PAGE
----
There were many changes to New England’s culture at this time that are really interesting to note. The secularized-Puritanism that influenced the dominant Yankee Unitarianism was rapidly fading in many key ways. Henry Cabot Lodge Jr., who’d become ambassador to the UN, was far more of a globalist than Henry Cabot Lodge Sr., who’d opposed US membership in the League of Nations, had been. The influence of the city of Boston began to increase a lot to create an enlarged metropolitan area, and this brought about many cultural changes. For example, municipal labor unions had previously been disliked in much of New England since the police strike of 1919, but were becoming acceptable once more in this era. Car dealers such as Andrew Boch were on their way to becoming some of the most influential men in New England. The 128 beltway in Massachusetts was set to become the first high-tech hub in the nation. There were a lot of changes.
George and I are having the most wonderful stay in Boston. They made me honorary mayor so I immediately lowered taxes, raised salaries and declared St. Patrick’s Day a legal holiday for the police force.
That handsome Mayor Tobin – who is Boston’s mayor in my absence – was very complimentary. He said my lawmaking was so progressive it would take years for them to figure out what I had done.
At the Greatest Boston United War Fund rally, I played my Concerto for Index Finger with Arthur Fiedler and the Boston Symphony “Pop” Orchestra. They told me I was going to play before Governor Saltonstall but I guess I was so good I scared the Governor. He didn’t play at all.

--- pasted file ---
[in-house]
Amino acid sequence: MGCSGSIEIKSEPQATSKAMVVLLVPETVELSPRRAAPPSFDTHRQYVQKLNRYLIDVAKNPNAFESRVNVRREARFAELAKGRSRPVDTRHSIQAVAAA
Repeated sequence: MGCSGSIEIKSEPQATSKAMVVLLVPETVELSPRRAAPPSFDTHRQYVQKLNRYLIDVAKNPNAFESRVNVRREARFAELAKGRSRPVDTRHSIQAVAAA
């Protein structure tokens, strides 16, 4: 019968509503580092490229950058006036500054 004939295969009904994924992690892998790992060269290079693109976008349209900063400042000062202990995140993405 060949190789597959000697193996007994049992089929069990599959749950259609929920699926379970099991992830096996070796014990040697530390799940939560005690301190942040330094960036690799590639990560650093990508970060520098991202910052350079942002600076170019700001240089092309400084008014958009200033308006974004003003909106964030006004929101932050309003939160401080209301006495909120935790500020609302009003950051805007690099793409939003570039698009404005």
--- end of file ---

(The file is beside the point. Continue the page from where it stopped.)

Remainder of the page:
I see by the paper that pre-war girdles are back… and not a moment too soon either. The wonderful hospitality and food we enjoyed in Boston are expanding George right out of his old one.
Our radio sponsors gave us a real old-fashioned Irish shindig. Sure, ‘twas a bit of the Ould Sod with the beautiful songs and blarney bringing tears to the eyes of the good Boston folks. As usual, George’s singing was the hit of the party. That man does a song convincingly. All the Irish agreed that when George sang “My Wild Irish Rose” they could actually smell it.
Now George and I are moving on to sell more war bonds. They tell us to expect rain, sleet and fog on this trip. Pity us poor Californians – we came east for a change.
Well, here we are in New York and, my goodness, what a time we had getting hotel accommodations. Why, it’s worse than Washington. But George and I finally got a cozy little single room with hot-and-cold-running strangers.
The lineup of people waiting to brush their teeth in our room alone reads like a “Who’s Who.” We haven’t had time to unpack, as we’ve been introducing ourselves all morning.
Come to think of it, I haven’t seen George in some time, but I know he’s here in the room. We promised to meet over near the bridge lamp at five o’clock for coffee.
George was upset about all this and asked to see the manager. But it turned out the manager was in Albany. He lives there. It’s the only place he could find a room.